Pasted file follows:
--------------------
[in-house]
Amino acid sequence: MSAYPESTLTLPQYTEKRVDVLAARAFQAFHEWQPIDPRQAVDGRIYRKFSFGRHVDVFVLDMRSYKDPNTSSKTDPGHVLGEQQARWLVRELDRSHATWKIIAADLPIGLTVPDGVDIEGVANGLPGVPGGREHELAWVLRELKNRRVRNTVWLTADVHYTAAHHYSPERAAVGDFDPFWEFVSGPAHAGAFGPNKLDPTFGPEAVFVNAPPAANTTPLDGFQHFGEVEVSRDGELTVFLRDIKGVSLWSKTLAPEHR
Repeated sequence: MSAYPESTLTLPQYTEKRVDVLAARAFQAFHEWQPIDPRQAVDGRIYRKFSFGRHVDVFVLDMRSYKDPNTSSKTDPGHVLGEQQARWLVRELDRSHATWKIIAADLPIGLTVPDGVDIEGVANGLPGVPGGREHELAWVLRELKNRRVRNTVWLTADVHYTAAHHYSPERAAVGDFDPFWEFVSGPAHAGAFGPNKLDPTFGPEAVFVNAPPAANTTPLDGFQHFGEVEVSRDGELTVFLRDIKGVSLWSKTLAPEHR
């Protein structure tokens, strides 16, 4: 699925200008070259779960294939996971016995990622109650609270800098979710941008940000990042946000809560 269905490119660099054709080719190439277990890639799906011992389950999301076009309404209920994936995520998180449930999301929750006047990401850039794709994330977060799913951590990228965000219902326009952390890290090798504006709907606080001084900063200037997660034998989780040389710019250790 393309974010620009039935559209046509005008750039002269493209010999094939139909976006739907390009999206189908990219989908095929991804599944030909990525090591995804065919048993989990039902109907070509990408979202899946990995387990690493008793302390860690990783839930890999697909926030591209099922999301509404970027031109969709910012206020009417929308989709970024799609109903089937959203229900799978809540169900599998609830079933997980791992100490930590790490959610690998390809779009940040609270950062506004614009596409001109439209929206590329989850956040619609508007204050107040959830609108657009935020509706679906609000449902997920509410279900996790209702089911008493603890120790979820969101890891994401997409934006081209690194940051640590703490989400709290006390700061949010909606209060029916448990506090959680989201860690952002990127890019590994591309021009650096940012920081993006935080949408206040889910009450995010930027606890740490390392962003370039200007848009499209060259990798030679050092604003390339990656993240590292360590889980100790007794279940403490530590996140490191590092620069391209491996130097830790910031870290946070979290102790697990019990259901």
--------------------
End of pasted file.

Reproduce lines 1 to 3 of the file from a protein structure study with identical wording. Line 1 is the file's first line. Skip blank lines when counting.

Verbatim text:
[in-house]
Amino acid sequence: MSAYPESTLTLPQYTEKRVDVLAARAFQAFHEWQPIDPRQAVDGRIYRKFSFGRHVDVFVLDMRSYKDPNTSSKTDPGHVLGEQQARWLVRELDRSHATWKIIAADLPIGLTVPDGVDIEGVANGLPGVPGGREHELAWVLRELKNRRVRNTVWLTADVHYTAAHHYSPERAAVGDFDPFWEFVSGPAHAGAFGPNKLDPTFGPEAVFVNAPPAANTTPLDGFQHFGEVEVSRDGELTVFLRDIKGVSLWSKTLAPEHR
Repeated sequence: MSAYPESTLTLPQYTEKRVDVLAARAFQAFHEWQPIDPRQAVDGRIYRKFSFGRHVDVFVLDMRSYKDPNTSSKTDPGHVLGEQQARWLVRELDRSHATWKIIAADLPIGLTVPDGVDIEGVANGLPGVPGGREHELAWVLRELKNRRVRNTVWLTADVHYTAAHHYSPERAAVGDFDPFWEFVSGPAHAGAFGPNKLDPTFGPEAVFVNAPPAANTTPLDGFQHFGEVEVSRDGELTVFLRDIKGVSLWSKTLAPEHR